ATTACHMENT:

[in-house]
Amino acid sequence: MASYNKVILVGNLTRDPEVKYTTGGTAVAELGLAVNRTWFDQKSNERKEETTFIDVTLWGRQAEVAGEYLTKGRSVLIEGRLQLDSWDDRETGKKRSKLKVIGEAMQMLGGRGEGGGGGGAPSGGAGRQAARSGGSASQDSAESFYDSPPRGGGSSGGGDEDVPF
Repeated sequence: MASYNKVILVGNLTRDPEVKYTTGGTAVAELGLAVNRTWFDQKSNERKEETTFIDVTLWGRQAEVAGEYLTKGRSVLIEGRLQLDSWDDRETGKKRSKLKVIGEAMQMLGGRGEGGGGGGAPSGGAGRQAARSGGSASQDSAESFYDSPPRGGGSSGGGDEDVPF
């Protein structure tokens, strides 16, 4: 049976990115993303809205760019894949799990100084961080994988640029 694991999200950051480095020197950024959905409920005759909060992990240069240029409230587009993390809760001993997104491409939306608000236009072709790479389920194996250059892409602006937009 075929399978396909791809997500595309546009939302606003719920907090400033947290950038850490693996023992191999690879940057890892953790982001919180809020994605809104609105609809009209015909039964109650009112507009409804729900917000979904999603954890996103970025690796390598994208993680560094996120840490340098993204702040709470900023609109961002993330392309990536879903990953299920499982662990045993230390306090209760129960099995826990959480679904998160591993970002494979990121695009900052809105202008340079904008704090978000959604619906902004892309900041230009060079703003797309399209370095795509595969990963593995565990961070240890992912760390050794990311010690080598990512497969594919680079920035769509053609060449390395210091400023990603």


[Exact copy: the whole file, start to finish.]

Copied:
[in-house]
Amino acid sequence: MASYNKVILVGNLTRDPEVKYTTGGTAVAELGLAVNRTWFDQKSNERKEETTFIDVTLWGRQAEVAGEYLTKGRSVLIEGRLQLDSWDDRETGKKRSKLKVIGEAMQMLGGRGEGGGGGGAPSGGAGRQAARSGGSASQDSAESFYDSPPRGGGSSGGGDEDVPF
Repeated sequence: MASYNKVILVGNLTRDPEVKYTTGGTAVAELGLAVNRTWFDQKSNERKEETTFIDVTLWGRQAEVAGEYLTKGRSVLIEGRLQLDSWDDRETGKKRSKLKVIGEAMQMLGGRGEGGGGGGAPSGGAGRQAARSGGSASQDSAESFYDSPPRGGGSSGGGDEDVPF
């Protein structure tokens, strides 16, 4: 049976990115993303809205760019894949799990100084961080994988640029 694991999200950051480095020197950024959905409920005759909060992990240069240029409230587009993390809760001993997104491409939306608000236009072709790479389920194996250059892409602006937009 075929399978396909791809997500595309546009939302606003719920907090400033947290950038850490693996023992191999690879940057890892953790982001919180809020994605809104609105609809009209015909039964109650009112507009409804729900917000979904999603954890996103970025690796390598994208993680560094996120840490340098993204702040709470900023609109961002993330392309990536879903990953299920499982662990045993230390306090209760129960099995826990959480679904998160591993970002494979990121695009900052809105202008340079904008704090978000959604619906902004892309900041230009060079703003797309399209370095795509595969990963593995565990961070240890992912760390050794990311010690080598990512497969594919680079920035769509053609060449390395210091400023990603």